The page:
Qantas staff face an agonizing wait of “a few months” to find out if they will be among 6,000 to be made redundant, Australian Aviation can reveal.
Chief executive Alan Joyce said that the delay was due to prioritizing voluntary redundancies over compulsory ones.
He also defended taking the decision to cut almost 20 per cent of his workforce before the government has decided whether or not to extend its Job-keeper scheme, saying it was done to give staff “certainty”.
Just half an hour earlier, the business unveiled its dramatic post-pandemic recovery plan, which also involved continuing to stand down 15,000 people and grounding 100 aircraft for 12 months.
On the subject of job losses, Joyce said he would only begin picking people to be made redundant after a voluntary scheme had been “exhausted” but admitted the process would take months, given the scale of the changes.
“The restructuring of the business will cost a billion,” Joyce said. “We could have delayed doing that but we didn’t think that was in the interest in our people. Giving them certainty was key.”
Of those job losses, 1,450 will be non-operational and mainly corporate; 1,500 from ground operations; 1,050 in cabin crew (with a further 6,900 on stand down); 630 in engineering; and 220 among pilots.
The business then hopes to return staffing levels to 21,000 active people by June 2022, though much of that will depend on international border restrictions easing.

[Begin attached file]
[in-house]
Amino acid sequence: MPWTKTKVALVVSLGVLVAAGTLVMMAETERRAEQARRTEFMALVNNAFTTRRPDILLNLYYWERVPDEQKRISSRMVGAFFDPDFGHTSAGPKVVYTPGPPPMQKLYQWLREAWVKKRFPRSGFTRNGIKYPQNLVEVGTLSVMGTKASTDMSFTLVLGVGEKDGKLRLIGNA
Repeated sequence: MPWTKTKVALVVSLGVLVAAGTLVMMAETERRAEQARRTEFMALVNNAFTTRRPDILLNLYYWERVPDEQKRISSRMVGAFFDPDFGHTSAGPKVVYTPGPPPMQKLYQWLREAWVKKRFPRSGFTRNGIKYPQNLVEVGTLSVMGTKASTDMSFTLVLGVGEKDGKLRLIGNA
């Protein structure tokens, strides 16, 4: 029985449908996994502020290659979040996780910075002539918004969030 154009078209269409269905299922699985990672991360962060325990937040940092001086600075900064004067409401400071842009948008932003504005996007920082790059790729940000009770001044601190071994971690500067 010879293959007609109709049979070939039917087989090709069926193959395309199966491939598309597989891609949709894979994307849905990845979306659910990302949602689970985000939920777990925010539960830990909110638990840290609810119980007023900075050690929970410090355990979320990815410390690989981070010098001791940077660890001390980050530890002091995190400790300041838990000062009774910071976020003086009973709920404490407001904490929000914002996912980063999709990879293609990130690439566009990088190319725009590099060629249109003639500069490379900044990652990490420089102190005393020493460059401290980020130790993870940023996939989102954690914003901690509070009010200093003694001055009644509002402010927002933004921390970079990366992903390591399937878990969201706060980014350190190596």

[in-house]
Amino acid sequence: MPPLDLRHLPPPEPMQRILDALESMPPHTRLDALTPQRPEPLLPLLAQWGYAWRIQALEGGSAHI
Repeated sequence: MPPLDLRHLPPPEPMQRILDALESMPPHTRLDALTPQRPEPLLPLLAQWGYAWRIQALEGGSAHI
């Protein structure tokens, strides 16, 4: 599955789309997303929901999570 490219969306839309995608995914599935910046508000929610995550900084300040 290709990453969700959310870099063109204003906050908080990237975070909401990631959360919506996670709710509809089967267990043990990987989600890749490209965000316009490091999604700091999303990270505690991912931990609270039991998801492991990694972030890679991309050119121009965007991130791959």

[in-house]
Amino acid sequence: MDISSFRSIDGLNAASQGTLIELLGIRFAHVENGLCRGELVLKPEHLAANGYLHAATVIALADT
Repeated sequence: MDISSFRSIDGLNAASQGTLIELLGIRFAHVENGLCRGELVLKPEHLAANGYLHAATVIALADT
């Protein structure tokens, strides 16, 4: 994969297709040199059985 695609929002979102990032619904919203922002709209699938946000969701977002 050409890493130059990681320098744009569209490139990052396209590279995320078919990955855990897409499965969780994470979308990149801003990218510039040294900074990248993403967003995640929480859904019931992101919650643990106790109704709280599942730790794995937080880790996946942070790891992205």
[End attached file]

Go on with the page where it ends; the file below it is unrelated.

Joyce added that he’s formally asked Treasurer Josh Frydenberg to extend the Jobkeeper scheme for aviation, which has given his airline $400 million to pass onto its employees.
The JobKeeper package was introduced to provide coronavirus-effected business with $1,500 per employee, per fortnight.
The companies are then legally obliged to pass that payment onto workers in a bid to keep the economy active during the pandemic.
However, the JobKeeper payments are substantially higher than the default ‘JobSeeker’ payments given to those completely out of work, leading to many questioning why Qantas made the decision ‘early’.
Joyce, however, rebuffed those concerns by adding that the job losses were going to “jobs we don’t see coming back for a very long time”.
Previously, Prime Minister Scott Morrison has promised the scheme will be reviewed at the end of June, and also hinted it could be extended to more vulnerable industries.
TWU national secretary Michael Kaine called on Qantas to pause its redundancies until there was certainty over the JobKeeper situation.
“The Qantas CEO is very good at walking the halls of Canberra when it suits his agenda, yet he is quick to cut jobs and hang workers out to dry,” Kaine said.
Qantas’ proposals to substantially shrink the business will rank among the most dramatic in the airline’s 100-year history.
As part of the measures announced, Qantas said:
- A total of 6,000 of 29,000 staff would be made redundant;
- Joyce will continue in his role until at least the end of FY2023
- The group’s six remaining 747s will be retired immediately, six months ahead of schedule;
- It would defer deliveries of A321neo and 787-9;
- It planned to generate up to $1.9 billion from equity raising; and
- There is “significant uncertainty” as to when flying levels will support the return of the A380.